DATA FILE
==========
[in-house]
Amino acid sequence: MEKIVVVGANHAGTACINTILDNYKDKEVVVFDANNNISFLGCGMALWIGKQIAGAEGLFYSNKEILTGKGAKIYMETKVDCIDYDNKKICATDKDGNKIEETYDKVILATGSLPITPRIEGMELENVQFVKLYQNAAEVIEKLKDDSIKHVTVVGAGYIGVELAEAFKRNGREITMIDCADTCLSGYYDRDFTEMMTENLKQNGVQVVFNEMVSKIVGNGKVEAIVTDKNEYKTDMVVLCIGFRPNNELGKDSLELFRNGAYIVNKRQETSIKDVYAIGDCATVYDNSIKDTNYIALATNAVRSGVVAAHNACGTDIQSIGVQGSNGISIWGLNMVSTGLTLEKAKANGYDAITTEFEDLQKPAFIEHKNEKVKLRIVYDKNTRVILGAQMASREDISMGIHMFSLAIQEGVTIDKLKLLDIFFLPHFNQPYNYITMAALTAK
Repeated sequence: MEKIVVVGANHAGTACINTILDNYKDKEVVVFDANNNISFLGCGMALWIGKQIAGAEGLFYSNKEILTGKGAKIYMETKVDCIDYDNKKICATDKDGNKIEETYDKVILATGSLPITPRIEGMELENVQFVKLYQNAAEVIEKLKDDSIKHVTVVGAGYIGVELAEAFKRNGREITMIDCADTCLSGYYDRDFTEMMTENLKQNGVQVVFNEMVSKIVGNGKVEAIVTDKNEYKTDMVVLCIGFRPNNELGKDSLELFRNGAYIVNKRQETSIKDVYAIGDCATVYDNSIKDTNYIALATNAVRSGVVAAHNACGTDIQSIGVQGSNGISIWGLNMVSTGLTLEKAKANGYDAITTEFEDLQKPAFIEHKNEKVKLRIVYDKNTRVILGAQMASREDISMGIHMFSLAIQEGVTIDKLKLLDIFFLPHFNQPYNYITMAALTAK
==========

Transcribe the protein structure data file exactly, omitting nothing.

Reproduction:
[in-house]
Amino acid sequence: MEKIVVVGANHAGTACINTILDNYKDKEVVVFDANNNISFLGCGMALWIGKQIAGAEGLFYSNKEILTGKGAKIYMETKVDCIDYDNKKICATDKDGNKIEETYDKVILATGSLPITPRIEGMELENVQFVKLYQNAAEVIEKLKDDSIKHVTVVGAGYIGVELAEAFKRNGREITMIDCADTCLSGYYDRDFTEMMTENLKQNGVQVVFNEMVSKIVGNGKVEAIVTDKNEYKTDMVVLCIGFRPNNELGKDSLELFRNGAYIVNKRQETSIKDVYAIGDCATVYDNSIKDTNYIALATNAVRSGVVAAHNACGTDIQSIGVQGSNGISIWGLNMVSTGLTLEKAKANGYDAITTEFEDLQKPAFIEHKNEKVKLRIVYDKNTRVILGAQMASREDISMGIHMFSLAIQEGVTIDKLKLLDIFFLPHFNQPYNYITMAALTAK
Repeated sequence: MEKIVVVGANHAGTACINTILDNYKDKEVVVFDANNNISFLGCGMALWIGKQIAGAEGLFYSNKEILTGKGAKIYMETKVDCIDYDNKKICATDKDGNKIEETYDKVILATGSLPITPRIEGMELENVQFVKLYQNAAEVIEKLKDDSIKHVTVVGAGYIGVELAEAFKRNGREITMIDCADTCLSGYYDRDFTEMMTENLKQNGVQVVFNEMVSKIVGNGKVEAIVTDKNEYKTDMVVLCIGFRPNNELGKDSLELFRNGAYIVNKRQETSIKDVYAIGDCATVYDNSIKDTNYIALATNAVRSGVVAAHNACGTDIQSIGVQGSNGISIWGLNMVSTGLTLEKAKANGYDAITTEFEDLQKPAFIEHKNEKVKLRIVYDKNTRVILGAQMASREDISMGIHMFSLAIQEGVTIDKLKLLDIFFLPHFNQPYNYITMAALTAK